Ramen Hood presents vegan alternative

Grand Central Market has always been known for featuring innovative places to eat, but with its new ramen place, Ramen Hood, it puts a cool spin on traditional dishes.

Ramen Hood is a new vegan ramen restaurant created by Ilan Hall, the winner of the second season of Bravo’s Top Chef.  Since winning the show, Hall opened a Spanish inspired restaurant, The Gorbals. Though it was well reviewed, The Gorbals has since closed. According to Eater LA, Hall said he was unhappy with the space and planned to transform the menu, making it almost 80 percent vegan. From this idea, Ramen Hood was established.

Though bar seating is limited, much like its popular neighbor Eggslut, it is interesting to watch the chefs at work in the open kitchen and see the various elements of the ramen come together. Customers who  miss out on the limited bar seating or are in a rush can still take their food in a to-go box rather than enjoying the traditional ramen bowls and spoon.

Unfortunately, though the décor was trendy and the restaurant much anticipated, the standard ramen itself was strangely disappointing. The sunflower seed broth, which was not the typical meat-based broth, lacked flavor. And while the king oyster mushrooms were delicious and hearty enough to almost believe they were meat, there were only two small slices. Perhaps more mushrooms or an addition of tofu could have made the dish feel more substantial. Topped with nori, green onions and bean sprouts, it certainly looked the part, but it missed out on flavor.

The noodles, which are so important to a successful ramen, were considerably thicker than the traditional style and were a little doughy, adding to the blandness of the whole dish. They did not soak up the broth’s flavor as thinner noodles do.

On the other hand, the vegan egg deserves a shout out. The white uses a substitute base and the yolk is a soy base with sulfur added to create an eggy flavor. It was, however, a little off-putting to watch the chef fish the “egg”  whites out of a jar of clear liquid and assemble the egg. That being said, it was interesting to see something so alien looking turn into what looked like a normal egg.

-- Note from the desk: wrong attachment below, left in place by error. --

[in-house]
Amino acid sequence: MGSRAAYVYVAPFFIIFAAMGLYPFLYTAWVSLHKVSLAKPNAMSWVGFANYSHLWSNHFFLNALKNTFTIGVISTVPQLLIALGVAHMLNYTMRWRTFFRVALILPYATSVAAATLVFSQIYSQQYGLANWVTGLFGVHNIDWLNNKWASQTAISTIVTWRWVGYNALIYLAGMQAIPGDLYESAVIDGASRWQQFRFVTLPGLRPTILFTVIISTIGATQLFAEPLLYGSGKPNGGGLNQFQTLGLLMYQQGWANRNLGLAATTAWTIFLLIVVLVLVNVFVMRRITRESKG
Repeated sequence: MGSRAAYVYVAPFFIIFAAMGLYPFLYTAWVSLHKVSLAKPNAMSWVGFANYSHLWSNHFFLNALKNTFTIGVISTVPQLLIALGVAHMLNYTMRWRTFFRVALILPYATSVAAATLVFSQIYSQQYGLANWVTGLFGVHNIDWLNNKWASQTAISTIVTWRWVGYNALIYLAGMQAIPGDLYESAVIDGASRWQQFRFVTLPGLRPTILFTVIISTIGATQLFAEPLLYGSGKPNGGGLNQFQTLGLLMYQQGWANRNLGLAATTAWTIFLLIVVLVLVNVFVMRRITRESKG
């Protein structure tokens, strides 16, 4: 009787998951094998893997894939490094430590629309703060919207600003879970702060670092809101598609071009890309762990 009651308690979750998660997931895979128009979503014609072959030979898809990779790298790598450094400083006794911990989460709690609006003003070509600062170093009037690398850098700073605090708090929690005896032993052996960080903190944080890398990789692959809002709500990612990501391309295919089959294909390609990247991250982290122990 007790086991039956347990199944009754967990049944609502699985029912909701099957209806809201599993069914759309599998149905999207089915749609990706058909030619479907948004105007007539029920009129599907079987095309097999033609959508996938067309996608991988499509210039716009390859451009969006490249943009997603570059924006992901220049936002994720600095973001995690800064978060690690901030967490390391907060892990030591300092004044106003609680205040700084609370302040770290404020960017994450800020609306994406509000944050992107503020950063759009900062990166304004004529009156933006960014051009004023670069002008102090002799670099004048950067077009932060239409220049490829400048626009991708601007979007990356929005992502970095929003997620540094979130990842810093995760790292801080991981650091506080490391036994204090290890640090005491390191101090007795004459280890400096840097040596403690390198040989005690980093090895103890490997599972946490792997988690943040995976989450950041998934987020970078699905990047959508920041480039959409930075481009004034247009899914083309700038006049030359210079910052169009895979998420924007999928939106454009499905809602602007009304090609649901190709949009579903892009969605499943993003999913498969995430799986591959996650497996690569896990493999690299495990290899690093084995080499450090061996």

The menu itself is not extensive, with only two options, spicy or regular, and a handful of side dishes. The spicy ramen had a little more flavor than the regular, but not enough to make up for the missing ingredient — meat.

There are a few sides to choose from too. The broccoli with a soy chili glaze was an appealing ensemble, as was the Tofu al Pastor served with onion, radish, cilantro and lime.

Both ramen options are priced at $9 and the addition of vegan egg is $2. This might not seem too pricey, but when considering there were only two slices of meaty mushroom (with an extra two pieces priced at $2), it might not be worth its price tag.

Unless you’re a vegan, stick to the real stuff, such as the traditional, old-school ramen at Daikokuya in Little Tokyo. Those committed to veganism, however, seemed to be pleased with Ramen Hood on Yelp.

Grand Central Market is located at 317 S. Broadway in downtown Los Angeles, about 10 minutes away by car from the USC campus. Otherwise, it’s only a short walking from the Pershing Square metro station.

Ramen Hood is open 11 a.m. to 3.30 p.m., seven days a week.